1. If God decrees that I must die for my sin, then it seems to me that God loves some abstract concept of justice more than he loves me as his child. In effect, to believe this, I need to believe that God’s love is not strong enough on its own to forgive me and free me from the clutches of sin; only if a transaction occurs in which someone else dies in my place will he forgive me.

Bluntly, this makes God a death-dealing God, not a loving God who is the giver of life.

2. If Jesus died in my place to appease the wrath of God, God is essentially no different from the Ammonite god Molech, to whom the Canaanites and many other ancient peoples offered human sacrifices. Yet throughout the Old Testament Law and the Prophets, we read of God categorically outlawing any attempt to engage in such abominations as human sacrifice. Is God a hypocrite, engaging in and condoning an act that he elsewhere describes as an abomination?

If you counter that God is not like Molech because he didn’t demand Jesus’ sacrifice, I’ll respond that he at the very least accepted it, which in my opinion is frankly not much different. And if you counter that it wasn’t human sacrifice because Jesus was the Son of God, I’ll respond that you’re grasping at straws. The church has always affirmed that Jesus was both fully God and fully human.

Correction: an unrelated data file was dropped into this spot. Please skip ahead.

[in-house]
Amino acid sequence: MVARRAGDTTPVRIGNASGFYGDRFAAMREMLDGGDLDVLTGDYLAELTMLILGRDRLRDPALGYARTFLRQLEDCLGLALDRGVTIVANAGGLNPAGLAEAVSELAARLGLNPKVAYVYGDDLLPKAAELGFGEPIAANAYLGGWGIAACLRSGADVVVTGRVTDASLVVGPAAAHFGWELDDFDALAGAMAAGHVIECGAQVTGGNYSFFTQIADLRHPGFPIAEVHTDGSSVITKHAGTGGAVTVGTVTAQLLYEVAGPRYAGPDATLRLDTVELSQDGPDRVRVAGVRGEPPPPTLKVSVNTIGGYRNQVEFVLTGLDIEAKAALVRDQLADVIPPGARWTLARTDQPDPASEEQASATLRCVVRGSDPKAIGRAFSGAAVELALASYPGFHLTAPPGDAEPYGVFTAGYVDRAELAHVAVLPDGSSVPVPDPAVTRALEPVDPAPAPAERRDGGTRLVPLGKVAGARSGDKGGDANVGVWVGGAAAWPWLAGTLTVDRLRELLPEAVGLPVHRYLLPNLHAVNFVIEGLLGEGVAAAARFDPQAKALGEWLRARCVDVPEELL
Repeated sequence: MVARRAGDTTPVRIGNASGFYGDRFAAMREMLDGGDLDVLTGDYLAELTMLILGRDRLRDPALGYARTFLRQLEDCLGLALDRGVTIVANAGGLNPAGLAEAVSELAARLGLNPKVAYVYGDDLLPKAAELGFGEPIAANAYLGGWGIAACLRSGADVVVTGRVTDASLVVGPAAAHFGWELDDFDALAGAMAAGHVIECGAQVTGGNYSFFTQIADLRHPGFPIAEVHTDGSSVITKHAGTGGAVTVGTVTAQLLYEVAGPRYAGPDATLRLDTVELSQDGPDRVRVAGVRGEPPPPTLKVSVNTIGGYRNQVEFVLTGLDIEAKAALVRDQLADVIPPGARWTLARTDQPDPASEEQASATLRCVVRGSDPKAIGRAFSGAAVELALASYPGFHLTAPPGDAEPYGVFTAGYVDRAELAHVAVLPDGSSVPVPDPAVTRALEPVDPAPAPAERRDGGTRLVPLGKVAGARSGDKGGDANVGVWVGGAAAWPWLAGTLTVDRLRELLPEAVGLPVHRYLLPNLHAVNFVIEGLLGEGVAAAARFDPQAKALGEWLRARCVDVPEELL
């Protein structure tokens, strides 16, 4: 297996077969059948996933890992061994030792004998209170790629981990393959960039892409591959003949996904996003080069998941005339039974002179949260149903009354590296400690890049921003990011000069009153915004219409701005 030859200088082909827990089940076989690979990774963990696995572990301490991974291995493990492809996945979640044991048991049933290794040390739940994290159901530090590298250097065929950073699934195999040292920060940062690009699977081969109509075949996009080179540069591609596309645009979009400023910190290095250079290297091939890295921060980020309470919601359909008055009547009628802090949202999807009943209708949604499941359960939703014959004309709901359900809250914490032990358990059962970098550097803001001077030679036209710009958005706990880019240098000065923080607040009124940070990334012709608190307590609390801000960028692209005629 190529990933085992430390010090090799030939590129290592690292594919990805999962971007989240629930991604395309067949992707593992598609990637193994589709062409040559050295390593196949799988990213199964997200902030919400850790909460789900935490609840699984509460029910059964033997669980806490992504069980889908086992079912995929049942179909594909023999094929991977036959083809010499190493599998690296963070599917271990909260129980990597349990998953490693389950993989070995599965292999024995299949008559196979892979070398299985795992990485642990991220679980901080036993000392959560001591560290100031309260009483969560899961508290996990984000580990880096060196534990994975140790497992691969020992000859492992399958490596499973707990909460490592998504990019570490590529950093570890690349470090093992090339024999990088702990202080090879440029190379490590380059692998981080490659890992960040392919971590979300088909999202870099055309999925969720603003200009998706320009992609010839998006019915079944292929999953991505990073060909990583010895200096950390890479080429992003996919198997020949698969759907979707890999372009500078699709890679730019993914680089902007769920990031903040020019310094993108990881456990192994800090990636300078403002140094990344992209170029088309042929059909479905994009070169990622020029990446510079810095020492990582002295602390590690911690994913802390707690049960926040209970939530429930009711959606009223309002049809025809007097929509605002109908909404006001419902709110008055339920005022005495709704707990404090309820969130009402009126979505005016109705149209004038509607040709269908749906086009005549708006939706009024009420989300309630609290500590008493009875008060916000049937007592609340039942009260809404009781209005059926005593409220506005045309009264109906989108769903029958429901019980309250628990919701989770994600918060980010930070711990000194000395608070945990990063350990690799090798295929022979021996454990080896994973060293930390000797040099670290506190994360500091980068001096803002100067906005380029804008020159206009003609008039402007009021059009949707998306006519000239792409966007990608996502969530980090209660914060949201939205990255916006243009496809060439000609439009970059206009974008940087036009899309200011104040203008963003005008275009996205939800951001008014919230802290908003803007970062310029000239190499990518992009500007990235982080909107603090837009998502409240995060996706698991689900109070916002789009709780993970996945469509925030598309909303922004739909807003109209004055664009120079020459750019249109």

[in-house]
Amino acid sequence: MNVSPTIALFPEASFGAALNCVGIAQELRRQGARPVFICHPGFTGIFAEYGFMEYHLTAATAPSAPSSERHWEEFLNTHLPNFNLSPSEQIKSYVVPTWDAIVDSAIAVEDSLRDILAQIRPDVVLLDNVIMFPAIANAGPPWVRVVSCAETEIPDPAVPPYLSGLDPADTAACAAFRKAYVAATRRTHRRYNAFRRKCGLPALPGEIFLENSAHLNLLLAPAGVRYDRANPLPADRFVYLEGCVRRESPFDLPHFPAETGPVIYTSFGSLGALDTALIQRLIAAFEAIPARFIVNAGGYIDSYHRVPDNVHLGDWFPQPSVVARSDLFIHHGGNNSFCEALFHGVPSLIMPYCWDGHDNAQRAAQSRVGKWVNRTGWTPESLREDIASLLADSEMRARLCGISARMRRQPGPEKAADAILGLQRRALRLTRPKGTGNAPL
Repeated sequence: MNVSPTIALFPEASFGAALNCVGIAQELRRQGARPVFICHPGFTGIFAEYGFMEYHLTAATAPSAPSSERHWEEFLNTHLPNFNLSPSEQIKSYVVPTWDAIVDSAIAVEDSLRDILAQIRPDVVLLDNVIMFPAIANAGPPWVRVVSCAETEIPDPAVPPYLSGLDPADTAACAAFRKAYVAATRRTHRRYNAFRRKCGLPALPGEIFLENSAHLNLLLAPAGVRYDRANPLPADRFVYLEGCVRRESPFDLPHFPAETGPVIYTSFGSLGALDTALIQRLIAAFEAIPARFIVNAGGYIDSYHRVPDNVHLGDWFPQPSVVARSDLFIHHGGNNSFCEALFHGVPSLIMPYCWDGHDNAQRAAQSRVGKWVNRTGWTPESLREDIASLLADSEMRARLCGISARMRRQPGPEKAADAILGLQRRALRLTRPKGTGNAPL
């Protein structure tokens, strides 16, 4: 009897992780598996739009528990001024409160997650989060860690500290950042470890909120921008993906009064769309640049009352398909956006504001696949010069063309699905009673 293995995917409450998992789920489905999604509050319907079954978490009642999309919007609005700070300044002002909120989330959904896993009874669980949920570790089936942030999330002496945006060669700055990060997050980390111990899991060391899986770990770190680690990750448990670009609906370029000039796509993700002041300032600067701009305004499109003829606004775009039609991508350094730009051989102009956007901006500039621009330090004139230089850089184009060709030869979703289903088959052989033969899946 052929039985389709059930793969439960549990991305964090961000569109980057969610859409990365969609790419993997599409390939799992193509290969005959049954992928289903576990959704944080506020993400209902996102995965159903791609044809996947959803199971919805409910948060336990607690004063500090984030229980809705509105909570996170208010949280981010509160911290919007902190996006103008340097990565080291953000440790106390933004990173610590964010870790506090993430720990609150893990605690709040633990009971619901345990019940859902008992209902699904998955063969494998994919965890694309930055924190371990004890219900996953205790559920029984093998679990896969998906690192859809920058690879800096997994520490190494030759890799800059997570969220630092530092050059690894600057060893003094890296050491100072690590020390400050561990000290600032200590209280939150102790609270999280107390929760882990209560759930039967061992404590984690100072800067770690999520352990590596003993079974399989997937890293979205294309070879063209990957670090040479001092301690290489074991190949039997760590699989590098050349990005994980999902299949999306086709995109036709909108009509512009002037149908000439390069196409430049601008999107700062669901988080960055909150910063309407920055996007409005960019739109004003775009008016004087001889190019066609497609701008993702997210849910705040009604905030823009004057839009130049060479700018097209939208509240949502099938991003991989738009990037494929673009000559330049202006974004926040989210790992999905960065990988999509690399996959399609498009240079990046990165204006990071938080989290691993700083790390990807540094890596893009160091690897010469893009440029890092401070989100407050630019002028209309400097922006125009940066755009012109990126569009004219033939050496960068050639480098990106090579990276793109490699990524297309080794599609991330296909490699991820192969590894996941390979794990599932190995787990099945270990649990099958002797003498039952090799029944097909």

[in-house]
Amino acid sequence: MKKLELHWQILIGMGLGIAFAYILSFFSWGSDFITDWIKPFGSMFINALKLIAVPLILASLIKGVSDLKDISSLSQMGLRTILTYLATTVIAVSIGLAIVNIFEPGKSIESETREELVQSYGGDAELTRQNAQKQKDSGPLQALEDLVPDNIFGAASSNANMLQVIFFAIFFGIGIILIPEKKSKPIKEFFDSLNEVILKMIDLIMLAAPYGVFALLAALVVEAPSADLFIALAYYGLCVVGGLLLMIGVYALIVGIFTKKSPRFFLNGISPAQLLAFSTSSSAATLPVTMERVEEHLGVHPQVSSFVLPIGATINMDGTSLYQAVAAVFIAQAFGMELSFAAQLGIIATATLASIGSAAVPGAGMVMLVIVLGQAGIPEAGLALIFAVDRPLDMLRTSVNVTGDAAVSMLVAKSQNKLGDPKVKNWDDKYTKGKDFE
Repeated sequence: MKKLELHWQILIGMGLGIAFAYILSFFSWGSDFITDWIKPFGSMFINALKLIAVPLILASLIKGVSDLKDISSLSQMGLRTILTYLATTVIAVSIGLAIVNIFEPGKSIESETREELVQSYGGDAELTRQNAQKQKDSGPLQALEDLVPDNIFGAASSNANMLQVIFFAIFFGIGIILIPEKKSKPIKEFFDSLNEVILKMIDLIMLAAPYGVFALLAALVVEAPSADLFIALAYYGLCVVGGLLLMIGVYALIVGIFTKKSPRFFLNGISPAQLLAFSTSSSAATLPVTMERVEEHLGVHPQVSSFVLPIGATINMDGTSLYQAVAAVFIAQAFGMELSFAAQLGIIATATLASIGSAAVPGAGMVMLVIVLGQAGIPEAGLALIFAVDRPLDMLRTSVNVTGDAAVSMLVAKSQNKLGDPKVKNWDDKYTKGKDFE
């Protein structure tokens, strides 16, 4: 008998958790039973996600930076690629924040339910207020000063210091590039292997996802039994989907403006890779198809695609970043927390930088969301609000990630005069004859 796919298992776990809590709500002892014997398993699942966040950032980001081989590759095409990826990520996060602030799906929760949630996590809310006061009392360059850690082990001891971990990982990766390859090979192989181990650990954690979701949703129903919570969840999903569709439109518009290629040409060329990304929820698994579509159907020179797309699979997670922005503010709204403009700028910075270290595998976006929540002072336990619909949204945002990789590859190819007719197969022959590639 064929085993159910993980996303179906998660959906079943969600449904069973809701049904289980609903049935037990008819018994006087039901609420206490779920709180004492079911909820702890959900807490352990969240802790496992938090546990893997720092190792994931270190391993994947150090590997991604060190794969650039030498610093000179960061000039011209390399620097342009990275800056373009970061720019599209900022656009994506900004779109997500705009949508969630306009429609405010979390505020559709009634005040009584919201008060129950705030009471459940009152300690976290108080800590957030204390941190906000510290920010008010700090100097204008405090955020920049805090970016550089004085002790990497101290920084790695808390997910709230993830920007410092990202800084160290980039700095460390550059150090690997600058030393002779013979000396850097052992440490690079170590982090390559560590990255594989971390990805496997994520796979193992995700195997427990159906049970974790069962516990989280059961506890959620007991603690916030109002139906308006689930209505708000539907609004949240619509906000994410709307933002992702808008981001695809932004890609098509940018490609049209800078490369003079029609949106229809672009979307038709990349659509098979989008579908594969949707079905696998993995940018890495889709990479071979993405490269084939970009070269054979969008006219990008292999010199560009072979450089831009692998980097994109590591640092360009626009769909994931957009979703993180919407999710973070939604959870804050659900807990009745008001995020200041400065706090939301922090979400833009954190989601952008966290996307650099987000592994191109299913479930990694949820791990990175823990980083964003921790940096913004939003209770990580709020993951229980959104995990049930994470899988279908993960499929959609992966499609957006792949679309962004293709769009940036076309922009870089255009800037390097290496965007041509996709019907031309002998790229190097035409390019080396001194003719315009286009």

3. If the required punishment for sin is death, we have another problem, because there are clearly vast numbers of people going their merry way sinning left, right and centre, not putting their trust in Jesus’ substitutionary death and yet not dropping dead. They will, of course, drop dead one day, but that will be because physical death is the common fate of all humanity, not a specific punishment for their sin.

In order for the schema outlined above to work, then, we have to conclude that the death that we deserve for our sin is something that happens to us not in this life but in the life to come. And thus we create and sustain the vital need for hell within our framework of sin and salvation. And the problem with hell is that… well, any god who would consign billions of people to eternal suffering because they did not believe correctly is neither loving nor worthy of worship. (I unpacked this idea more fully in a recent post.)

The question remains, then: if Jesus did not die to secure forgiveness and freedom from God’s wrath on our behalf, does it make any sense at all to speak of him taking our place and bearing our cross?